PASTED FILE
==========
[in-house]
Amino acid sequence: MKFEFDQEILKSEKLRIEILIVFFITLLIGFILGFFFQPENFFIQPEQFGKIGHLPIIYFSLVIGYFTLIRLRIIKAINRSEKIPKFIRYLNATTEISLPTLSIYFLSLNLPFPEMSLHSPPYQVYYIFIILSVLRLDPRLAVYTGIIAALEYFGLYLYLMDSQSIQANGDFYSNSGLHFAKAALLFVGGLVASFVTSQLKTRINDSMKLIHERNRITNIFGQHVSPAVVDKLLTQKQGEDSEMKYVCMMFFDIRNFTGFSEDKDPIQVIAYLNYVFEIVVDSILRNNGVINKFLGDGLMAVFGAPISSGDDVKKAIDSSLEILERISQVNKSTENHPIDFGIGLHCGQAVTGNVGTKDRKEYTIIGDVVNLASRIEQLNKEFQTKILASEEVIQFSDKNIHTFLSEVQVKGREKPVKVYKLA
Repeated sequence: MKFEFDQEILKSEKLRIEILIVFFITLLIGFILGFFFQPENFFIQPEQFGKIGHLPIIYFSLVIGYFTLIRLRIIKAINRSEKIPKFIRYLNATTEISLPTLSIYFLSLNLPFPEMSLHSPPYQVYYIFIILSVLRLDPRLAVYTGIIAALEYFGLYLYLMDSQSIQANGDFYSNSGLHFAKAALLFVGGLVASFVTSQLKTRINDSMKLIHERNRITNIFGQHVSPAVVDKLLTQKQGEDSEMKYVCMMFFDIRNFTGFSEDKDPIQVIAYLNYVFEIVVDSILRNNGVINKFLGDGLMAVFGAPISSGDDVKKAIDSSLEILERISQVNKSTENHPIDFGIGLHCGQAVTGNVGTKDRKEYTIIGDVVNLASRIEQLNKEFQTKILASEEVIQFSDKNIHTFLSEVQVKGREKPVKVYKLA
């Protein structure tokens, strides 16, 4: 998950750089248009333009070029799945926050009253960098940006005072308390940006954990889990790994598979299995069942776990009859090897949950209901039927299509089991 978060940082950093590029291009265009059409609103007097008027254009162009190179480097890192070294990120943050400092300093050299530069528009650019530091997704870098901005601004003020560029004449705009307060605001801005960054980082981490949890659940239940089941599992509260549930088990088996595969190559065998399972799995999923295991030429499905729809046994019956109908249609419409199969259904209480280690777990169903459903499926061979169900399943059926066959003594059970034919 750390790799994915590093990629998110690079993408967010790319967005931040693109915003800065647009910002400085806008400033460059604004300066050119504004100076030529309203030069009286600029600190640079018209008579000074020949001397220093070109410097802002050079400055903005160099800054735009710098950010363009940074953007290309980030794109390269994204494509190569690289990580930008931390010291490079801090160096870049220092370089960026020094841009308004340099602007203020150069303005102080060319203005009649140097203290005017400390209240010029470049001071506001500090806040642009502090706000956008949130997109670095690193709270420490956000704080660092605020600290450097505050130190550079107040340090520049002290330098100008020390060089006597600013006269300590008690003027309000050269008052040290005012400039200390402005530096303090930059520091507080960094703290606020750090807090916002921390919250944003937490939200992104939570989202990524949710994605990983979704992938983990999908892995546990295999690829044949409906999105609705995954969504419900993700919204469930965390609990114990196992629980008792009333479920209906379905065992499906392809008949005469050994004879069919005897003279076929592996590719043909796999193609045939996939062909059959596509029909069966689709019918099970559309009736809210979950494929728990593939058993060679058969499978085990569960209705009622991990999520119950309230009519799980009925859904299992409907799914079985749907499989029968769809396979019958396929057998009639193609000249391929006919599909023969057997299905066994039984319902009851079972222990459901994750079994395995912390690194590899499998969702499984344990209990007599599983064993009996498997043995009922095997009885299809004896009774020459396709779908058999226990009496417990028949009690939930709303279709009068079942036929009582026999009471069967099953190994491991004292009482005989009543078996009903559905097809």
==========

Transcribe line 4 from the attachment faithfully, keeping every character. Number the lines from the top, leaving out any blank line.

């Protein structure tokens, strides 16, 4: 998950750089248009333009070029799945926050009253960098940006005072308390940006954990889990790994598979299995069942776990009859090897949950209901039927299509089991 978060940082950093590029291009265009059409609103007097008027254009162009190179480097890192070294990120943050400092300093050299530069528009650019530091997704870098901005601004003020560029004449705009307060605001801005960054980082981490949890659940239940089941599992509260549930088990088996595969190559065998399972799995999923295991030429499905729809046994019956109908249609419409199969259904209480280690777990169903459903499926061979169900399943059926066959003594059970034919 750390790799994915590093990629998110690079993408967010790319967005931040693109915003800065647009910002400085806008400033460059604004300066050119504004100076030529309203030069009286600029600190640079018209008579000074020949001397220093070109410097802002050079400055903005160099800054735009710098950010363009940074953007290309980030794109390269994204494509190569690289990580930008931390010291490079801090160096870049220092370089960026020094841009308004340099602007203020150069303005102080060319203005009649140097203290005017400390209240010029470049001071506001500090806040642009502090706000956008949130997109670095690193709270420490956000704080660092605020600290450097505050130190550079107040340090520049002290330098100008020390060089006597600013006269300590008690003027309000050269008052040290005012400039200390402005530096303090930059520091507080960094703290606020750090807090916002921390919250944003937490939200992104939570989202990524949710994605990983979704992938983990999908892995546990295999690829044949409906999105609705995954969504419900993700919204469930965390609990114990196992629980008792009333479920209906379905065992499906392809008949005469050994004879069919005897003279076929592996590719043909796999193609045939996939062909059959596509029909069966689709019918099970559309009736809210979950494929728990593939058993060679058969499978085990569960209705009622991990999520119950309230009519799980009925859904299992409907799914079985749907499989029968769809396979019958396929057998009639193609000249391929006919599909023969057997299905066994039984319902009851079972222990459901994750079994395995912390690194590899499998969702499984344990209990007599599983064993009996498997043995009922095997009885299809004896009774020459396709779908058999226990009496417990028949009690939930709303279709009068079942036929009582026999009471069967099953190994491991004292009482005989009543078996009903559905097809």